Already developed pockets in selected cities will be first to benefit.
Eighty per cent of the proposed central government investment in its flagship Smart City mission will flow to well-developed pockets that account for only 2.7 per cent of the cumulative area of cities identified under the initiative, according to data obtained and analysed by The Indian Express.
With the government set to release the final list of the remaining 40 Smart Cities this month to mark the mission’s two-year milestone, data on the 59 cities selected show that what is being created on ground, at least in the first phase, will be small, isolated islands of development.
Data obtained from the Ministry of Urban Development show that of the total Rs 1.31 lakh crore proposed to be spent on the 59 cities from 2015 to 2020, Rs 1.05 lakh crore will be spent on what is called the Area Based Development (ABD) component. This refers to pockets in the selected cities that will be made ‘smart’ with a combination of IT and infrastructure projects such as WiFi hotspots, sensor-based public lighting, redesign of streets, zones promoting start-ups and multi-modal transit points.
The proposed expenditure on the mission’s other component — pan-city projects, or those that cover entire cities — is only Rs 26,141 crore. Besides, the total area of these pockets covered under ABD in the 59 cities is 246 sq km, which is just 2.7 per cent of the total area of these urban local bodies — 9,065 sq km, according to Census 2011.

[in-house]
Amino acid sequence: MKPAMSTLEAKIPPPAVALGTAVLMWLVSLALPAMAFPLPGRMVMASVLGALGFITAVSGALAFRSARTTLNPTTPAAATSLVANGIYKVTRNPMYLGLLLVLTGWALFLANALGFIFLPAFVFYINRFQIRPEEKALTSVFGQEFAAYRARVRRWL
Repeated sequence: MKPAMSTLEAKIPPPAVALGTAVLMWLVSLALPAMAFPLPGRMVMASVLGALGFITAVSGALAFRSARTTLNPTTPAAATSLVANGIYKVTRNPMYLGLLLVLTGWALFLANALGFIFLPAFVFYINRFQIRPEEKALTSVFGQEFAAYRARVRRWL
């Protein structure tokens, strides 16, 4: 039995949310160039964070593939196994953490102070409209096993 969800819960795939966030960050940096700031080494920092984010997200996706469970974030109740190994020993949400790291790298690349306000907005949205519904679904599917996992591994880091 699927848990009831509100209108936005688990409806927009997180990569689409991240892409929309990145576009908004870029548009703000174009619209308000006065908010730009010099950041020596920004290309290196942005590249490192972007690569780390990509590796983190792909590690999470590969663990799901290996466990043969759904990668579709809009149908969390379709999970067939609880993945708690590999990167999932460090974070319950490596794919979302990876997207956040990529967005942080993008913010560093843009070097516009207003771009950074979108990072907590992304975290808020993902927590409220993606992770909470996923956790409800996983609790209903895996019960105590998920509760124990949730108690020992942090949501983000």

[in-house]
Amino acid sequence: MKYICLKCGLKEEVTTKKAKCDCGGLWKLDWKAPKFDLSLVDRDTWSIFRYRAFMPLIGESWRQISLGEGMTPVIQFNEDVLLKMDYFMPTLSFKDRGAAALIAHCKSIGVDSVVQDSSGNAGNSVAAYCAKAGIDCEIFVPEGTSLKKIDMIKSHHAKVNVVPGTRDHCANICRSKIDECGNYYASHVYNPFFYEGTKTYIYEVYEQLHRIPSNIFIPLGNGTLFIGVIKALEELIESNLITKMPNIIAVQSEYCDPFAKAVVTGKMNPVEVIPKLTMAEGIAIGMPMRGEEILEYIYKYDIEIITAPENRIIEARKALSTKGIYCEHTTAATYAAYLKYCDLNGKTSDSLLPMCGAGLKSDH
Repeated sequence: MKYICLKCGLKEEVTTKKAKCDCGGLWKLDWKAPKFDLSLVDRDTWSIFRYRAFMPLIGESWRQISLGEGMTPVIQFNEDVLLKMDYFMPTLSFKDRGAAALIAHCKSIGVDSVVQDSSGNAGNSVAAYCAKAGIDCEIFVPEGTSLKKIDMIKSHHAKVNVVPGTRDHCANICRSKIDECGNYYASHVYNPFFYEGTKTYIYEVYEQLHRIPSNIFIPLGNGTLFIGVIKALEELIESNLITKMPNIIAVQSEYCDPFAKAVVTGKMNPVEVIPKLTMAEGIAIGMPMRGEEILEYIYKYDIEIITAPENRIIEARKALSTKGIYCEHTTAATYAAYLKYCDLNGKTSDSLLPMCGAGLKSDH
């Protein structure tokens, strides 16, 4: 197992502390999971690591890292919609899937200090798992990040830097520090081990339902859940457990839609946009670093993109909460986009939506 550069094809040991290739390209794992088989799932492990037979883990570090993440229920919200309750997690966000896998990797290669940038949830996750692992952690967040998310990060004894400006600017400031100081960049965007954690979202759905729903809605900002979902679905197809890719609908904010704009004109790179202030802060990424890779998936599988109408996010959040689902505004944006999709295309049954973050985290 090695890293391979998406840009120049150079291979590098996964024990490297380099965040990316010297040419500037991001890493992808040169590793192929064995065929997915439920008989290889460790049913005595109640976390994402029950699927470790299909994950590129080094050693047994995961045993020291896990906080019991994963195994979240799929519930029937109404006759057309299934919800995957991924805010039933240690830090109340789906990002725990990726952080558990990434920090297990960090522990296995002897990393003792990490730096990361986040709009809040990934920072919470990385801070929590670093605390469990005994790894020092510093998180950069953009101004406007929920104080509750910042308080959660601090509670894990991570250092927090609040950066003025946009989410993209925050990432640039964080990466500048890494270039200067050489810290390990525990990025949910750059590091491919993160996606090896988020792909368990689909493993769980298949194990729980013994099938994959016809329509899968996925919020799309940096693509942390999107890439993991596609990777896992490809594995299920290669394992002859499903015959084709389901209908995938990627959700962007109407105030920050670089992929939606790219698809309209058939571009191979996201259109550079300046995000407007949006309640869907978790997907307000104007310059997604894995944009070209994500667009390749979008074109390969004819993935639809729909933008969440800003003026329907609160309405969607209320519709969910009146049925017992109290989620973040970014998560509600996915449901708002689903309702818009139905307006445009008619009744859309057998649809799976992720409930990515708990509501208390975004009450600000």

# In Pune, ranked the second best Smart City contender and from where Prime Minister Narendra Modi flagged off the projects last year, Rs 2,196 crore of the estimated Rs 2,870 crore, or 76 per cent, will be channelised into the development of a 3.6 sq km area in the Aundh-Baner-Balewadi pocket, which comprises a little more than one per cent of the city’s 276 sq km.
# In the No.1 mission city of Bhubaneswar, 90 per cent of the Rs 4,537 crore Smart City funds are proposed to be spent on the Bhubaneswar Town Centre District, a commercial business district that accounts for less than three per cent of the city’s area.
# In the other three cities in the top five, Jaipur, Surat and Kochi, more than 65 per cent of the funds are proposed to be spent on ABD.
# Other cities such as Jabalpur, Visakhapatnam and Indore propose to spend more than 90 per cent of their funds on less than two percent of their city area.
Asked about the concentration of funds on small areas, Pune Municipal Commissioner Kunal Kumar said, “That is the perception, which is being created. Over and above public funding, what is being spent on ABD is being raised from that area itself. For instance, we will be developing the transit hub entirely through private participation. If you can create models that finance themselves through land monetisation or PPP, it becomes a replicable model for other areas.”